The Mike McCarthy offense doesn't regularly use a tight end in a traditional sense, but with the recent move to a more balanced attacked behind rookie sensation Eddie Lacy, the team changed the way it used the position. With more run plays being called, the tight end was asked to block at the point of attack, usually against a defensive end or outside linebacker. Of course, the McCarthy offense also calls for a tight end that could be a playmaker in the passing game and a matchup nightmare for opposing defenses.
Jermichael Finley was poised to make noise in the final year of his lucrative contract, and the team brought in Matthew Mulligan from the St. Louis Rams to help add some run blocking to the unit.
The organization was still waiting for D.J. Williams to prove himself as a long-term option, while Andrew Quarless was finally healthy after suffering a horrific knee injury against the Giants in 2011. Ryan Taylor, Brandon Bostick, and rookie Jake Stoneburner were also in the fold to make the 53-man roster.
To whom much is given, much is expected. Jermichael Finley was being paid like an elite-level tight end, so naturally the organization and fanbase were expecting elite-level production from the talented player. After Finley, there was obviously a drop-off in expectations. Matthew Mulligan was expected to be a run blocking specialist, while D.J. Williams and Andrew Quarless were likely the No. 3 and 4 options on the roster.
Taylor, Bostick, and Stoneburner were on the outside looking in as far as making the 53-man roster, but each brought a lot of potential to the group.
2013 Packers Tight Ends:
Starters: Andrew Quarless
Back-Ups: Ryan Taylor, Brandon Bostick, Jake Stoneburner
Injured Reserve: Jermichael Finley
Released: Matthew Mulligan, D.J. Williams
Mulligan and Williams were released in favor of Andrew Quarless, Ryan Taylor, and Brandon Bostick, while Jake Stoneburner was placed on the practice squad.
Jermichael Finley jumped out to a fast start to the regular season by catching a touchdown pass in each of the first two games before leaving early with a concussion in Week 3 against the Bengals. After the Packers' bye week, Finley came back with back-to-back strong performances against the Ravens and Browns. Unfortunately, Finley suffered a spinal cord injury near the end of the Browns game and underwent cervical fusion surgery shortly afterwards. His career appears to be in jeopardy. It's a shame to see such an injury happen to any player, but it felt even worse knowing that Finley appeared to be turning the corner in his career.
Enter Andrew Quarless.
Quarless was asked to carry the load in Finley's absence, with his only help coming from the inexperienced group of Taylor, Bostick, and Stoneburner. Quarless wasn't much of a playmaking threat in the passing game, and struggled in run blocking from time to time as well. Aaron Rodgers missing two months of the season didn't do Quarless any favors either, but he was serviceable in relief of Finley.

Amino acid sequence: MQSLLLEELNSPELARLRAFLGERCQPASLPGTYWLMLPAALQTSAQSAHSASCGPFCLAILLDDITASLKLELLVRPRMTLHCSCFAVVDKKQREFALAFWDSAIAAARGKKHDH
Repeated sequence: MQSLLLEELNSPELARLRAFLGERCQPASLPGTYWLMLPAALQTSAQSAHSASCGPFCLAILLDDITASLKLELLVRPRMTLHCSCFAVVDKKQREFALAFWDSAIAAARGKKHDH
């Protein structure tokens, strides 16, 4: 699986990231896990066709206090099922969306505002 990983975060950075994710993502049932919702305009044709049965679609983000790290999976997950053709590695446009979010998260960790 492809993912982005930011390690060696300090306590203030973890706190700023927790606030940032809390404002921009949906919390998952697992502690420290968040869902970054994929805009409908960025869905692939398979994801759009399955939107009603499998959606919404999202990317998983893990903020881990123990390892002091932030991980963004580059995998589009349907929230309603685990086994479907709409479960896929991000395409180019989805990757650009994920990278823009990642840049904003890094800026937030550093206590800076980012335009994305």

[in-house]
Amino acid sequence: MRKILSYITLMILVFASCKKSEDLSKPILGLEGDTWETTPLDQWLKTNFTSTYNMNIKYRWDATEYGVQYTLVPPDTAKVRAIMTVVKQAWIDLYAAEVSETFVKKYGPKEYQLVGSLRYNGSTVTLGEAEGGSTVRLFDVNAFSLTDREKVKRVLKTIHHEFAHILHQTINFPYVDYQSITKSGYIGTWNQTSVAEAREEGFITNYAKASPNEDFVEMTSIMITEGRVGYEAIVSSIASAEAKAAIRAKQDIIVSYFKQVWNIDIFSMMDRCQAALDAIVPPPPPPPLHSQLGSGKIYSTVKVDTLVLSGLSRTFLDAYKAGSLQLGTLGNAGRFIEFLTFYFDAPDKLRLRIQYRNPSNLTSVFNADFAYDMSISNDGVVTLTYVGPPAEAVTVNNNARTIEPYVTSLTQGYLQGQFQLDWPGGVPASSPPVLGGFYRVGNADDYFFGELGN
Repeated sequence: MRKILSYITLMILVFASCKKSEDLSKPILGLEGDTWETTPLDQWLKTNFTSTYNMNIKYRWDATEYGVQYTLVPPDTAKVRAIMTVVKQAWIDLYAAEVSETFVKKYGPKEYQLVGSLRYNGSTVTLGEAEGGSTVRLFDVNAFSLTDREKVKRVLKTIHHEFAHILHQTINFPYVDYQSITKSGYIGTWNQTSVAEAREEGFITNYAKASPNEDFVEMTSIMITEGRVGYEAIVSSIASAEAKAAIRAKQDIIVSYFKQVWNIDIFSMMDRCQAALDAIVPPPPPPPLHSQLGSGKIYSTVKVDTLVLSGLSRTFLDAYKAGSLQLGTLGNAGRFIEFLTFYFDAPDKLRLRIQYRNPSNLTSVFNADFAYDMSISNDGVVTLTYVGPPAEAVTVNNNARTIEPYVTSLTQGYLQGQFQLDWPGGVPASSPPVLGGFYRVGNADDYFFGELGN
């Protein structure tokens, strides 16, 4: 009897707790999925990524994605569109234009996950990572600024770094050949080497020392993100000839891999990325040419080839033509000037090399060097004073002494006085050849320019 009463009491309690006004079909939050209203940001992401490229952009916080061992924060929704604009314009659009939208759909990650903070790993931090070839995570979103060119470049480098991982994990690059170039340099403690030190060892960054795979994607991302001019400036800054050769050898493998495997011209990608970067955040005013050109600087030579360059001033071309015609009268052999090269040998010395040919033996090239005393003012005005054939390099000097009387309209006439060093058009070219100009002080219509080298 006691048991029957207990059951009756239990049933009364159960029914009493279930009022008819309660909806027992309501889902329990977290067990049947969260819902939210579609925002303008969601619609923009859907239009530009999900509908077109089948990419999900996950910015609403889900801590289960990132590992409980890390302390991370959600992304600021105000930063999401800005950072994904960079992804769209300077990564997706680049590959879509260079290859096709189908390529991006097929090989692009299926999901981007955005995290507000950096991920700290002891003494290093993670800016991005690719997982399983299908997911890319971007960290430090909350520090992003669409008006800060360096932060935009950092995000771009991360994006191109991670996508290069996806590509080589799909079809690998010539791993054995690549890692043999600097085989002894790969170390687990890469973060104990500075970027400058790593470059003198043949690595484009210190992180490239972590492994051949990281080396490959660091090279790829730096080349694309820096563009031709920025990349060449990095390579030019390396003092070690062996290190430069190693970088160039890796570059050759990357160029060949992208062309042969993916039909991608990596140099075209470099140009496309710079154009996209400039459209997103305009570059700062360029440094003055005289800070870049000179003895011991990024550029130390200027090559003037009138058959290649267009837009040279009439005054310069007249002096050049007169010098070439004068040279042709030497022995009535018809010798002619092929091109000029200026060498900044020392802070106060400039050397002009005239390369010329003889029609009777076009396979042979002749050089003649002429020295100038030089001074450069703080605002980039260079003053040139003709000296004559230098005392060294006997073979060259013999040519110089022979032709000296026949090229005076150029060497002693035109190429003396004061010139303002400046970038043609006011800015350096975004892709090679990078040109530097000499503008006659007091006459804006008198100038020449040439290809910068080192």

Final Grade: C-
Jermichael Finley was on pace to have a great season, both as a pass-catching playmaker and as a blocker. He put on extra muscle mass over the off-season, and that seemed to help he be more explosive off the ball on his routes, and have more pop when attacking as a blocker at the point of attack. A healthy Finley probably brings this grade up a full letter grade if not more, but the lack of production from the back-ups makes this one of the more disappointing positions on the team. Finley finished with 25 receptions for 300 yards and three touchdowns.
Andrew Quarless wasn't terrible, but he isn't going to be a difference maker as the No.1 option. His contract is up, and it will be interesting to see what the organization decides to do moving forward. Quarless ended 2013 with 32 receptions for 312 yards and two touchdowns.
Brandon Bostick had flashes of potential during the 2013 season, and looks like a potential option as a pass-catching tight end. Bostick recorded 7 receptions for 120 yards and one touchdown in 2013. Bostick's area of weakness is blocking, something he showed improvements on while working on special teams for most of the season. Ryan Taylor was the No. 2 option from Week 12 on, and was a decent blocker in run support, but wasn't much of a pass catching threat. If he puts on a little more size, and works on his route running, he could be a viable back-up plan. Taylor caught six passes for 30 yards in 2013.
Jake Stoneburner spent most of the season on the practice squad, and only played a total of 10 snaps when he did get activated to the 53-man roster. He accounted for three costly special teams penalties, and generally looked out of place when in the game. He's somewhat athletic as a receiver, but has good size that could be developed into a run blocking specialist. He just makes way too many mistakes right now to be considered a long-term option.